Yes, it is decidable. Build a graph where each vertex is a pair $(r,s)$ of elements from $M$. Add all edges of the form $(r,s) \to (r m_i, s m'_i)$ for all $r,s,i$. Then, your question asks whether there exists a path in this graph from the vertex $(1,1)$ to any vertex of the form $(t,t)$. This can be answered using standard reachability algorithms (e.g.,...


The problem is in your assumption that rational relations are closed under intersection. The following counter-example is taken from Example 2.5 in Berstel's "Transductions and Context-Free Languages": Let $X, Y \subseteq \{a\}^* \times \{b,c\}^*$ be rational relations defined by \begin{align*} X ={}& \{ (a^n, b^n c^k) \mid n,k \geq 0 \} \\ Y ={}& \{...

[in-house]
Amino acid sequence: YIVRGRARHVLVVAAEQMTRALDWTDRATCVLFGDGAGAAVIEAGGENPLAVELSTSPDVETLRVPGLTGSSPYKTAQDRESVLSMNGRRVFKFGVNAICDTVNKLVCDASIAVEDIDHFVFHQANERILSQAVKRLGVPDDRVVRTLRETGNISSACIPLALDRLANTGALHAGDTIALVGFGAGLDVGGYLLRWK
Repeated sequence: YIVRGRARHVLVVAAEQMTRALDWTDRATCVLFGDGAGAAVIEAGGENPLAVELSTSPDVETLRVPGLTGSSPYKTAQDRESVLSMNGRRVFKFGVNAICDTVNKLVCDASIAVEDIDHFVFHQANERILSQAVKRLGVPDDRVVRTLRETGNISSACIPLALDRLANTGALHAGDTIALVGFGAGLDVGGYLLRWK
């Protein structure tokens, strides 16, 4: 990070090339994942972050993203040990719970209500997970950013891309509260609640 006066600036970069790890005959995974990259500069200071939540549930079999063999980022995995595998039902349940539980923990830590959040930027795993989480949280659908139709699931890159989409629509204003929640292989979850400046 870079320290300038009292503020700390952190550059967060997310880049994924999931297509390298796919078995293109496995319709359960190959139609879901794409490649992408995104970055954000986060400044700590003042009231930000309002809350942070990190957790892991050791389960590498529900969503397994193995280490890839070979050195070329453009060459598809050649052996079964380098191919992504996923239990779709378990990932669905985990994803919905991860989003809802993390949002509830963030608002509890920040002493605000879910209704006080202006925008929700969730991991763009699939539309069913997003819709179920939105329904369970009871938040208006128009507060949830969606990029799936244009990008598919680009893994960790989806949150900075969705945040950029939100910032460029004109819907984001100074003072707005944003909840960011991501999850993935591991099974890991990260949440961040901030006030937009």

If you use Mealy machines, it forces your functions to be length-preserving, and therefore you cannot encode PCP with them. Your regularity theorem holds with length-preserving functions. If you want to allow length-increasing functions (that you need for PCP), you need a more powerful transducer model, for which undecidability quickly kicks in.

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